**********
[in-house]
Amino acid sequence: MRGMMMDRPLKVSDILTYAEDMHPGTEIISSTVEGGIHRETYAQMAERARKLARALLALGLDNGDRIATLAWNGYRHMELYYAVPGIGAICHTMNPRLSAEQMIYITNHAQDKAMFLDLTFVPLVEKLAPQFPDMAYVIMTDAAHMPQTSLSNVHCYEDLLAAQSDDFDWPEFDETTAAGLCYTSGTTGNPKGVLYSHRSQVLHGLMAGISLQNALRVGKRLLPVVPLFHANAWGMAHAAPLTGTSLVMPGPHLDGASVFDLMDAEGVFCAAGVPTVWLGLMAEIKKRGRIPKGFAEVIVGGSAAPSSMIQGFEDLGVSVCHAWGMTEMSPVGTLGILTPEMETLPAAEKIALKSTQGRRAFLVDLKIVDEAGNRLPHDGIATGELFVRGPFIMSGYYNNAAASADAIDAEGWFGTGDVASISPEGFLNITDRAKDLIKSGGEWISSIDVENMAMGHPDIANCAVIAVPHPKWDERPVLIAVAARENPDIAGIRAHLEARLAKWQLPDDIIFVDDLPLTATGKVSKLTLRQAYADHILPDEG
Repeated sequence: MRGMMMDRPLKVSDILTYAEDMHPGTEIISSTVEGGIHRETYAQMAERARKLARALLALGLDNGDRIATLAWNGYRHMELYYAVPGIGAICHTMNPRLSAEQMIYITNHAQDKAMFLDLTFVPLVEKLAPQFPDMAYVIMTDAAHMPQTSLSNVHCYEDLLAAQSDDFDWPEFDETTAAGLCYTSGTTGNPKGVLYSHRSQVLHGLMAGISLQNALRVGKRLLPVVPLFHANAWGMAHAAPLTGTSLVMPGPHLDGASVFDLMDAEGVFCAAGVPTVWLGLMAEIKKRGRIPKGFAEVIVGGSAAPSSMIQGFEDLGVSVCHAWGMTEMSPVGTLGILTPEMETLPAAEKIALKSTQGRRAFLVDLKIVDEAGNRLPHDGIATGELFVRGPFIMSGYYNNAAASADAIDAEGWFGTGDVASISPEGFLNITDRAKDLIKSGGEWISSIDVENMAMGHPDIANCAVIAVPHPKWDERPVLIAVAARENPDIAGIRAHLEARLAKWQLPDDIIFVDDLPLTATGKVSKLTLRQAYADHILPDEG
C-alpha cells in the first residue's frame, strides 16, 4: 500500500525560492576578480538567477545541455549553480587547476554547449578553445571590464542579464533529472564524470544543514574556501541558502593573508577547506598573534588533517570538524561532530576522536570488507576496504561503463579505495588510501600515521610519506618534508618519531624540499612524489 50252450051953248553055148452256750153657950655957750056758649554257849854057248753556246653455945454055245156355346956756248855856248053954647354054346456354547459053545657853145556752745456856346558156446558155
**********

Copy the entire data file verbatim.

[in-house]
Amino acid sequence: MRGMMMDRPLKVSDILTYAEDMHPGTEIISSTVEGGIHRETYAQMAERARKLARALLALGLDNGDRIATLAWNGYRHMELYYAVPGIGAICHTMNPRLSAEQMIYITNHAQDKAMFLDLTFVPLVEKLAPQFPDMAYVIMTDAAHMPQTSLSNVHCYEDLLAAQSDDFDWPEFDETTAAGLCYTSGTTGNPKGVLYSHRSQVLHGLMAGISLQNALRVGKRLLPVVPLFHANAWGMAHAAPLTGTSLVMPGPHLDGASVFDLMDAEGVFCAAGVPTVWLGLMAEIKKRGRIPKGFAEVIVGGSAAPSSMIQGFEDLGVSVCHAWGMTEMSPVGTLGILTPEMETLPAAEKIALKSTQGRRAFLVDLKIVDEAGNRLPHDGIATGELFVRGPFIMSGYYNNAAASADAIDAEGWFGTGDVASISPEGFLNITDRAKDLIKSGGEWISSIDVENMAMGHPDIANCAVIAVPHPKWDERPVLIAVAARENPDIAGIRAHLEARLAKWQLPDDIIFVDDLPLTATGKVSKLTLRQAYADHILPDEG
Repeated sequence: MRGMMMDRPLKVSDILTYAEDMHPGTEIISSTVEGGIHRETYAQMAERARKLARALLALGLDNGDRIATLAWNGYRHMELYYAVPGIGAICHTMNPRLSAEQMIYITNHAQDKAMFLDLTFVPLVEKLAPQFPDMAYVIMTDAAHMPQTSLSNVHCYEDLLAAQSDDFDWPEFDETTAAGLCYTSGTTGNPKGVLYSHRSQVLHGLMAGISLQNALRVGKRLLPVVPLFHANAWGMAHAAPLTGTSLVMPGPHLDGASVFDLMDAEGVFCAAGVPTVWLGLMAEIKKRGRIPKGFAEVIVGGSAAPSSMIQGFEDLGVSVCHAWGMTEMSPVGTLGILTPEMETLPAAEKIALKSTQGRRAFLVDLKIVDEAGNRLPHDGIATGELFVRGPFIMSGYYNNAAASADAIDAEGWFGTGDVASISPEGFLNITDRAKDLIKSGGEWISSIDVENMAMGHPDIANCAVIAVPHPKWDERPVLIAVAARENPDIAGIRAHLEARLAKWQLPDDIIFVDDLPLTATGKVSKLTLRQAYADHILPDEG
C-alpha cells in the first residue's frame, strides 16, 4: 500500500525560492576578480538567477545541455549553480587547476554547449578553445571590464542579464533529472564524470544543514574556501541558502593573508577547506598573534588533517570538524561532530576522536570488507576496504561503463579505495588510501600515521610519506618534508618519531624540499612524489 50252450051953248553055148452256750153657950655957750056758649554257849854057248753556246653455945454055245156355346956756248855856248053954647354054346456354547459053545657853145556752745456856346558156446558155